Nevertheless, having only one clinic for the entire state still poses problems, said David S. Cohen, a law professor at Drexel University and co-author of a forthcoming book, “Obstacle Course: The Everyday Struggle to Get an Abortion in America.”

"The one clinic is located at the far eastern side of the state, so there’s nothing for the people who live everywhere else in the state without crossing state lines," Cohen said. "The reality is that for women in a lot of the state, they are already living in a state without a clinic because it’s so hard to get to St. Louis."

Nearly a quarter of women in the United States will have an abortion by age 45, according to an analysis by the Guttmacher Institute.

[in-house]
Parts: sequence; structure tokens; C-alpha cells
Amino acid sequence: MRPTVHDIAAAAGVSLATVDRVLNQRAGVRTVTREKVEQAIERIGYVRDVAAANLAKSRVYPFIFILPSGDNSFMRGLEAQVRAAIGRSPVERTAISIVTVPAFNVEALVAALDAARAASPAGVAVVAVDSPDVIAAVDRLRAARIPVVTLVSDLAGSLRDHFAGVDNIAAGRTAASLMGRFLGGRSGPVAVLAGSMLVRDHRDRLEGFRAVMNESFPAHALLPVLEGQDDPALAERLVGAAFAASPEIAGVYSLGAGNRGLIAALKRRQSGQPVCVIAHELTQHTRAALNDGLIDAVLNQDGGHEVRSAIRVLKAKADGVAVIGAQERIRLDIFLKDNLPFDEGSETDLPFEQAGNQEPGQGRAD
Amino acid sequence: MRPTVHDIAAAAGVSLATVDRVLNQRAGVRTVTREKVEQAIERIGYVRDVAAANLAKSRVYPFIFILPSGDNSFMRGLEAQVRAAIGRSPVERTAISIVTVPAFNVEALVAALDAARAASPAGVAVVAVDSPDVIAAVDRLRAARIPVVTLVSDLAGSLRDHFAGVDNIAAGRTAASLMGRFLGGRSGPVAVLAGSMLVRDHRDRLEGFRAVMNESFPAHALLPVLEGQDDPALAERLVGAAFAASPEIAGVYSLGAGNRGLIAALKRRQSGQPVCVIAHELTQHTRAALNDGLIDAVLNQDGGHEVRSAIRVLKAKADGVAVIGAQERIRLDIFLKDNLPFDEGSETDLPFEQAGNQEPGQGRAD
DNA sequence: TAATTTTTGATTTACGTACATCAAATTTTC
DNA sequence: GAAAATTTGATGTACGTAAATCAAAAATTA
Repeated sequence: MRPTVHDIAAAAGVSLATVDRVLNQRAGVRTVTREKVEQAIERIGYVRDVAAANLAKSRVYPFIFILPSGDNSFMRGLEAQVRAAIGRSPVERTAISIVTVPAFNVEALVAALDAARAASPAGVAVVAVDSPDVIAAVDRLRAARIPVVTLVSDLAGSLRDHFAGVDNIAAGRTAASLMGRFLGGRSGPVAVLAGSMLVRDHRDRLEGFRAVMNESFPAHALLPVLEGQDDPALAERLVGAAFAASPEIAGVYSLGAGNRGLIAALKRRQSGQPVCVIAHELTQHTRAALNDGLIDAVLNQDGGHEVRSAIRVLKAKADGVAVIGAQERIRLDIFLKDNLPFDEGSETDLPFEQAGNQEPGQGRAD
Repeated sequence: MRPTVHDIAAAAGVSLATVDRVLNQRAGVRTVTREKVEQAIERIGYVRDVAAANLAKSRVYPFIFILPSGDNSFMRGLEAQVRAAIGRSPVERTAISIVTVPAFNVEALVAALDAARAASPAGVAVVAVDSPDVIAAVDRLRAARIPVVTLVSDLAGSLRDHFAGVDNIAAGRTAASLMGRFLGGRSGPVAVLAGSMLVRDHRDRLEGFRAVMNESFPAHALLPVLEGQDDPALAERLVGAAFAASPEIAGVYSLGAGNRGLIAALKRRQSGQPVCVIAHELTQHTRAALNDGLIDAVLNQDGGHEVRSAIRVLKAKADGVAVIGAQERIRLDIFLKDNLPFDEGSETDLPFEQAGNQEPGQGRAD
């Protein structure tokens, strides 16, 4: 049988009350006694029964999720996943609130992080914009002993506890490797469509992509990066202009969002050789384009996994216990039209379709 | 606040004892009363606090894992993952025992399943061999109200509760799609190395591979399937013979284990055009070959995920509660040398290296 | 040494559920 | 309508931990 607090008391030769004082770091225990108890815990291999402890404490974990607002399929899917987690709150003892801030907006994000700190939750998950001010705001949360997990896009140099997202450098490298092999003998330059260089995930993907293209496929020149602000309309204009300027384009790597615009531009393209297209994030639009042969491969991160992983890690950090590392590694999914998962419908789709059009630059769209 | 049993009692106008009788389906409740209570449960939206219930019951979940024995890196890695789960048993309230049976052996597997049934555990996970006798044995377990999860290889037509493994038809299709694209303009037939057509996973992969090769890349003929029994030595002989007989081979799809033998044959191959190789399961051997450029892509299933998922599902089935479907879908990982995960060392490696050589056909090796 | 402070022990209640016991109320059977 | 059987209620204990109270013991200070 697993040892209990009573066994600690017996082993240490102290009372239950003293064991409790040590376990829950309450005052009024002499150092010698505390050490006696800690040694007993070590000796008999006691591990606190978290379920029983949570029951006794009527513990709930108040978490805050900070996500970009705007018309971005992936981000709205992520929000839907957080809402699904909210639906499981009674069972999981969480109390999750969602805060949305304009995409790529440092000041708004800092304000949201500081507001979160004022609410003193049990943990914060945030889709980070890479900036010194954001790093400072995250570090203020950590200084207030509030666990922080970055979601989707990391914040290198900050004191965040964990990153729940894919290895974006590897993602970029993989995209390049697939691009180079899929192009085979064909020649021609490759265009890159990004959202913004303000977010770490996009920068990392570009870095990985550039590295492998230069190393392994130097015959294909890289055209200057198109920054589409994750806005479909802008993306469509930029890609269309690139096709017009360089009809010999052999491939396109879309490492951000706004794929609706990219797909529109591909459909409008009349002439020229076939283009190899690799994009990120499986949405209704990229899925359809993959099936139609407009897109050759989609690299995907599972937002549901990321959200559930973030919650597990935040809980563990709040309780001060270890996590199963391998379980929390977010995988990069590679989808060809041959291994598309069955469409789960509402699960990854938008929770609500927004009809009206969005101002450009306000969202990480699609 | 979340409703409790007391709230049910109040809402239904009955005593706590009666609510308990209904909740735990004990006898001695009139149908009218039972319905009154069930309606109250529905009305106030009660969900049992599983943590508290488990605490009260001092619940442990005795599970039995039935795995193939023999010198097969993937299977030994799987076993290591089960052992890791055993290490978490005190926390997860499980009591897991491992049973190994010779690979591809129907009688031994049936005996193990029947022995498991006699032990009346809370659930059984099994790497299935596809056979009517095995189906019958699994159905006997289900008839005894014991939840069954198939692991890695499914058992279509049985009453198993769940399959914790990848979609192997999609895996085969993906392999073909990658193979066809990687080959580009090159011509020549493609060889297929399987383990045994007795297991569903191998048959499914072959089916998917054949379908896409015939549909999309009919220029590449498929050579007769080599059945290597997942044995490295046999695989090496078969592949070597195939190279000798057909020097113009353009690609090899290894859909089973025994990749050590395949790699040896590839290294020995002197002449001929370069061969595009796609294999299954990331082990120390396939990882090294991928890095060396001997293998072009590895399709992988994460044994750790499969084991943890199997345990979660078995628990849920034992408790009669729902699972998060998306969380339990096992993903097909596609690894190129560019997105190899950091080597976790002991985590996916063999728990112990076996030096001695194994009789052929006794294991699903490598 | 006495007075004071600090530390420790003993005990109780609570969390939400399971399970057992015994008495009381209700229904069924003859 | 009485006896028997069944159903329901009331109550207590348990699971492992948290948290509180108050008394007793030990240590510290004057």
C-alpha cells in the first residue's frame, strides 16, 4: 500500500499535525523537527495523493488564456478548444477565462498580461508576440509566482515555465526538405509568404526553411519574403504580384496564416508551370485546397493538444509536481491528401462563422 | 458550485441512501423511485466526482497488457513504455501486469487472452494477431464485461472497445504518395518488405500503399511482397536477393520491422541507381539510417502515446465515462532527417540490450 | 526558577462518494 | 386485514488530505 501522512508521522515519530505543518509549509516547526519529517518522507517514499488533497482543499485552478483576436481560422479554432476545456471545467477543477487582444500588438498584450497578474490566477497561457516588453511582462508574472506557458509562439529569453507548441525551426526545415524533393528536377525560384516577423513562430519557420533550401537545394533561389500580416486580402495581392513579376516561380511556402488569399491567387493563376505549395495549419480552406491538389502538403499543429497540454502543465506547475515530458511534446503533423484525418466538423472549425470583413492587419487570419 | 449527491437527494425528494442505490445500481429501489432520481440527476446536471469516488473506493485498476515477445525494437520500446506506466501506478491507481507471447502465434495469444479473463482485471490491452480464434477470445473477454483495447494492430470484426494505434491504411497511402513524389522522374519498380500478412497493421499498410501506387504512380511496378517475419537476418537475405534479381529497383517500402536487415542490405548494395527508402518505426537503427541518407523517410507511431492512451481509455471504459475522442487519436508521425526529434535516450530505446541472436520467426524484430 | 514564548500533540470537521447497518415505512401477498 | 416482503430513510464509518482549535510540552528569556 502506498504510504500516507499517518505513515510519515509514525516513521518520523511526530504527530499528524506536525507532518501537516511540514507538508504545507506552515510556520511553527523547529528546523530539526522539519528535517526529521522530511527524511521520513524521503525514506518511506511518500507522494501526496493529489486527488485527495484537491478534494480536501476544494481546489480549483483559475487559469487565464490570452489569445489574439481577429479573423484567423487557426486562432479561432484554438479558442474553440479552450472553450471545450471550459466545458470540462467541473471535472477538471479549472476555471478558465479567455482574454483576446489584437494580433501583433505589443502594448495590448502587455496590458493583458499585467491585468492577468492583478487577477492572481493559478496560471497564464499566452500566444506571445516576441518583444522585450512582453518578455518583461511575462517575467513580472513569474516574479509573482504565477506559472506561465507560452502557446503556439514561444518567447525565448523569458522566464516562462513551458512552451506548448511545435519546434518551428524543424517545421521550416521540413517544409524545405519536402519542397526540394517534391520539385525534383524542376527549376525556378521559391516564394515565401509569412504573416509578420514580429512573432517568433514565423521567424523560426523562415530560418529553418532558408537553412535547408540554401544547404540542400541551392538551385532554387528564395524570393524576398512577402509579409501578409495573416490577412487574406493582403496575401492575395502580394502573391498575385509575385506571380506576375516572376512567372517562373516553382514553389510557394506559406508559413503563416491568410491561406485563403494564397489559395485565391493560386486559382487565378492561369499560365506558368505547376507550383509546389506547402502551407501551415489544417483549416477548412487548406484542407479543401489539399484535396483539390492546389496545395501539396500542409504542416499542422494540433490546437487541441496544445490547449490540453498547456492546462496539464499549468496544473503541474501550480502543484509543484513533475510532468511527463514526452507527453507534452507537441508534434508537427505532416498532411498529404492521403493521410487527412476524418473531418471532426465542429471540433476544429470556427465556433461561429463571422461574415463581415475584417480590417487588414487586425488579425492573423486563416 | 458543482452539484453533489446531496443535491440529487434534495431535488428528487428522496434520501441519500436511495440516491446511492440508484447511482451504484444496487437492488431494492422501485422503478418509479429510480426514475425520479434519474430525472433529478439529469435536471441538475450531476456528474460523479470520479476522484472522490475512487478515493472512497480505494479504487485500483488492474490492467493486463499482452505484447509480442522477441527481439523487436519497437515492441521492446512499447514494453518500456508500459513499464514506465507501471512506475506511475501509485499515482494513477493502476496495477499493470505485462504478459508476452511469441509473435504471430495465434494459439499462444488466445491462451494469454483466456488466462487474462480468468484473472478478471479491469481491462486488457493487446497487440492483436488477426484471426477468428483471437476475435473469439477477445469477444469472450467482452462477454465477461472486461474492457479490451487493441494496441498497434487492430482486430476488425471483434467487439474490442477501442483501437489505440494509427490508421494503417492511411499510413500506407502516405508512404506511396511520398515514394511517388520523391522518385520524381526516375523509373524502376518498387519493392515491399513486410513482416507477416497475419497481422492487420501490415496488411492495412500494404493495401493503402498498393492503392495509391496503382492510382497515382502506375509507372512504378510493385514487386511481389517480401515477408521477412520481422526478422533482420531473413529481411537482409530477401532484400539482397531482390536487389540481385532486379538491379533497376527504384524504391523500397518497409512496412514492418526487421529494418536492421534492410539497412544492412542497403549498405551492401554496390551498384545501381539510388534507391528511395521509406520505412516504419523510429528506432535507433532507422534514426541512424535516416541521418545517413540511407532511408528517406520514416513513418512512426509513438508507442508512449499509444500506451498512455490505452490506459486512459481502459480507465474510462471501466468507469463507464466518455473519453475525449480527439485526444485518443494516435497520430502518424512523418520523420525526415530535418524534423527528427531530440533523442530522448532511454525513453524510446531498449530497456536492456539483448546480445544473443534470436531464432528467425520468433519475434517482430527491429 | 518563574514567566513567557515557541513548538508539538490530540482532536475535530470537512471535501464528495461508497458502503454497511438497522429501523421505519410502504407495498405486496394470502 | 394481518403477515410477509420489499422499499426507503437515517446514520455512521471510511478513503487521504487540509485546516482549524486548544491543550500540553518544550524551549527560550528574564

The developments in Missouri come amid a slew of anti-abortion legislation across the country, including a near-total ban on abortions in Alabama. Organizations such as the American Civil Liberties Union are suing to block the bans, which they say are unconstitutional under Roe v. Wade.

While some of Missouri's past anti-abortion bills have been deemed unconstitutional, others have made it into law, enacting what reproductive rights advocates say are "medically unnecessary" requirements. They say admitting privileges at a nearby hospital are rarely necessary, given the extremely low rate of complications associated with abortions.

They also argue that other requirements put undue burdens on those looking to get an abortion in Missouri. That includes the 72-hour mandatory waiting period after receiving counseling on abortion, which forces a woman to visit the facility where she is seeking an abortion twice, and requiring that both parents of a minor seeking an abortion be notified, as well as notarized consent from one parent.

"In Missouri, they have tried to regulate it out of existence," Mead said of abortion. "These are medically unnecessary bureaucratic regulations that have driven providers out of the ability to provide this care.

Jack Styczynski contributed.